Somalia: Mogadishu tense as armed opposition fighters take up positions
Somalia is on a knife's edge as opposition militias take up positions in parts of Mogadishu after embattled President Mohamed Abdullahi Mohamed sparked a political crisis by extending his mandate last week
Heavily armed Somali opposition fighters continue to hold positions in parts of the capital, Mogadishu, a day after clashes with government troops erupted following President Mohamed Abdullahi Mohamed's extending of his mandate. Though reports have not indicated ongoing fighting, the situation remains tense.
In Mogadishu, DW's Mohamed Adowa reports that renewed clashes appear "imminent anytime unless parties involved have peaceful talks on the election impasse." He does not expect a swift solution.
"Fighters are very close to each other," Adowa reports, "especially in the northern parts of the city but there is no fighting at the moment."
At the moment, mediation efforts are going on between the government and clan elders. Analysts fear a splintering of Somalia's security forces along political and clan lines, warning Mogadishu could be the scene of street-to-street battles.
Mohamed, known as Farmaajo, has been criticized for extending his term by two years
"The government wants to use clan elders to engage with the opposition groups to prevent further clashes," Adowa said.
Witnesses say armed men and vehicles mounted with machine guns are stationed in opposition strongholds, while key roads in Mogadishu are blocked.
"Government troops have been redeployed to their bases. Policemen on the street seem friendly, as they do not want to engage in armed clashes," Adowa told DW.
Tensions have been high in Somalia since Mohamed signed a law extending his mandate for two years. Opposition parties have called it an unconstitutional effort to stay in power. The US and the EU have threatened sanctions.
On a knife-edge
"The situation is precarious in several parts of the city where militias loyal to opposition politicians have made strongholds in key areas in the heart of the city. No business is taking place as many people fled their homes," Adowa reports.
Earlier, Mogadishu residents urged both sides to stop fighting, and complained about electricity and water shortages.
On Sunday, groups of armed men opposing the president exchanged fire with security forces, and government troops blocked major roads.
Local police say at least five people have been killed in clashes.
"Some clan militiamen organized by opposition politicians tried to disturb peace in Mogadishu, they have advanced onto police checkpoints ... but the security forces took immediate action against them," police commander Mohamed Abdirahman told AFP.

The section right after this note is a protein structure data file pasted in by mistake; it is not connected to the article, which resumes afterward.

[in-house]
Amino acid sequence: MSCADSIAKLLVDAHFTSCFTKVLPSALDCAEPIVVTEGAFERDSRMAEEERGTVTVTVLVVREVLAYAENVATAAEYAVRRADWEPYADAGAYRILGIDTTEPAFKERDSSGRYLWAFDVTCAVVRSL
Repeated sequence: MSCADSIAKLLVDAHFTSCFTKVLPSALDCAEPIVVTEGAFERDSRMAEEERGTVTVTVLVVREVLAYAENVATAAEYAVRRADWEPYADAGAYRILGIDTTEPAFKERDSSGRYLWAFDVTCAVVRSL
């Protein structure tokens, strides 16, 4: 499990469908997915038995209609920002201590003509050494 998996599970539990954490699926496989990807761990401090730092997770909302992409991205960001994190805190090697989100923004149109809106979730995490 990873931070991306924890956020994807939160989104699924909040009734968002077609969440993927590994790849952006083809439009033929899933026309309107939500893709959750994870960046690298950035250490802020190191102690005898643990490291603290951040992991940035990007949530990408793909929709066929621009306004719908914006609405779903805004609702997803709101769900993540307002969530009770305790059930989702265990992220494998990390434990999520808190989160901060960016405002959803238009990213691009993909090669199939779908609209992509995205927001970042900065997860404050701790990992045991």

What is behind the violence?
Military forces supporting former President Hassan Sheikh Mohamud have vowed to forcefully remove Mohamed, also known as Farmajo, if he does not return to negotiations on the delayed election or if he does not resign.
Mogadishu tries to rebuild after years of war
Mohamed has faced increased pressure at home and from abroad after the lower house of Parliament approved the two-year extension of his rule. The African Union condemned the extension on Friday.
The president and leaders of Somalia's five semiautonomous federal states had agreed in September for indirect parliamentary and presidential elections in late 2020 and early 2021.
But those elections did not occur after talks on how to conduct the vote fell apart. The UN Security Council adopted a statement calling on parties in Somalia "to reject violence and resume dialogue as a matter of urgency and without precondition." The US and EU have both threatened to sanction Somalia for the delayed elections.
The EU envoy to Somalia, Nicolas Berlanga, said he was "highly concerned about the ongoing events in Mogadishu." Berlanga added: "Violence is unacceptable. Those responsible will be held accountable."
Former president says he was attacked
Former President Mohamud has said Mohamed had directed an attack his home.
"It is very unfortunate that an army under the command of the former president attacked my residence," Mohamud said, without providing evidence, and pointedly referring to Mohamed as the "former president."
The internal security minister, Hassan Hundubey Jimale, denied the government raid on Mohamud's home, according to the state-run Somali National News Agency. Witnesses said Mohamud's home was not attacked.